River5 is the latest in a series of RSS News Aggretators written by Dave Winer. You can read his announcement here. These notes describe how to set up a River of News on a Virtual Server (VS) purchased or rented from CloudAtCost and freshly imaged with Ubuntu 14.04.
These notes assume that you have done some work in configuring your VS with a user, other than root, that has super user privileges. If you need help doing the initial setup of your VS, look here.
VS’s don’t have graphical displays. Everything needs to be done from the command line. You can execute these commands from the the console provided by the CloudAtCost panel. However, I find the response to be slow. An SSH client tends to work better for me. If you are running from Windows, I find the PuTTY SSH client to be very good.
In the command examples below, the input you would type is preceded by the command prompt. On my system, this is set up to show what directory I am in, followed by a dollar sign ($) and a space. When there is output displayed by a program, it follows a command and is not preceded by the prompt with the dollar sign.
The version of node.js available from the package manager on Ubuntu is typically woefully behind the current mature, stable release available from nodejs.org. But it’s easy to install a current version without the package manager. Execute these commands to download the current version. Note that in my case, the current version was v4.3.0. Vist the Node.js download page to determine the appropriate version number when you install.
This retrieves the package of pre-compiled binaries. If you want to compile the version from source, well, that’s a subject for another article.
There is some controversy over where to place the contents of the package in the file system. I’ve used several locations with success, but the consensus seems to be that Node.js should reside in `/usr/local``. To unpack the package there, execute:
and supply the
sudo password when prompted. After a few seconds, the command prompt should return with no additional messages displayed.
To assure that Node is in place and ready to run try:
This shows that Node is indeed installed in the
/usr/local directory tree and that it has the expected version number.
Likewise, to assure that
npm, the Node package manager, is present and working run:
Remember that these version numbers are those that were produced on my system when I wrote these notes. The values that you see might be different.
Installing River5 is even easier. First install the
git version control tool.
git to retrieve River5 from its repository.
To install other packages needed by the program:
This will display a relatively long list of packages needed by the program.
To start it up:
You should see a list of feeds and article titles go scrolling by. After a few minutes point a browser at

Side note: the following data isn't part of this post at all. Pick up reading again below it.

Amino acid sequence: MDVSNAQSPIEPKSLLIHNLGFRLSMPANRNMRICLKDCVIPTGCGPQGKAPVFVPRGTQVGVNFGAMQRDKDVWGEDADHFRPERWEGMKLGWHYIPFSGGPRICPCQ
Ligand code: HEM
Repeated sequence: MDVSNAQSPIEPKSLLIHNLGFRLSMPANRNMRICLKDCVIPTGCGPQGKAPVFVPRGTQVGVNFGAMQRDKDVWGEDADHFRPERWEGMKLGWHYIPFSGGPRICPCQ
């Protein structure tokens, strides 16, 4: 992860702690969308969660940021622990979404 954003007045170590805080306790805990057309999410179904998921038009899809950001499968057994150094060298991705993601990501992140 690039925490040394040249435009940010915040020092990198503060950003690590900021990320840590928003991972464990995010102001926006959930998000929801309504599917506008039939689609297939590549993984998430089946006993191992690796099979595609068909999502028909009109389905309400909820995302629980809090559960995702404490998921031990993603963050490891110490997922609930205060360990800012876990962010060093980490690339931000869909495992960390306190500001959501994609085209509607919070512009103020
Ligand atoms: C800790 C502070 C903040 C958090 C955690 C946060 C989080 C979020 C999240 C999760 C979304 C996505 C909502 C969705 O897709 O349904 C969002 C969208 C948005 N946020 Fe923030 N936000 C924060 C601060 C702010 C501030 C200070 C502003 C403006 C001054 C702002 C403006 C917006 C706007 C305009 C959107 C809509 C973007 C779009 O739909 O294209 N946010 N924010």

your_domain is a domain name that points to your server. If you have not obtained a domain name (or the DNS has not updated to the new IP address obtained when you imaged your server), you can also use the IP address provided when you imaged your VS.
If you log off of your server now, River5 will also stop operating. Go ahead and try it now. Just close the command shell on the server and try to refresh the web page. It won’t work.
In order to keep the river flowing, even when you aren’t logged in, you need to do a little additional work.
There are a few ways to keep processes running when you aren’t logged in, but my favorite is Forever. This is a package that is installed with
On my system, I got a message about an optional dependency failing. (It was for an event handling package for Macs – not needed on Ubuntu.) You can safely ignore it.
Then use Forever to start River5.
Again, you may see a few warnings that can be safely ignored. (They relate to some advanced configuration options for Forever, which we don’t need.)
That should do it. Within moments, you should be able to refresh you browser and see the web page again. It may take a few more minutes for new content to appear.
I have exercised these notes on different VS’s with differing levels of resources. The minimum system I have used is 1 CPU, 512 MB RAM, and 10 GB disk. (That’s the smallest system supported by CloudAtCost too.) I have also tried it on servers with 4 CPUs, 3 GB RAM and 40 GB of disk space. Seems to work fine.
When you look at your server on the panel at CloudAtCost, you may be alarmed to see memory usage at 80% or above, even if you are on a VS that is rather well equipped with RAM. Don’t panic, you aren’t really running out of memory. Log in to your server and run:
to show how your memory is really being used. For example, on a system with only 512 MB, I received the following output.
As you can see, a large portion of the memory is cached and the system is not even using any swap space. (For additional information on interpreting the output of
free, see this link.)
Version 14.04 LTS 64-bit is the only version of Ubuntu supported by CloudAtCost. However, there don’t seem to be any instructions in these notes that would prevent them from being used with another recent LTS release. Untested though.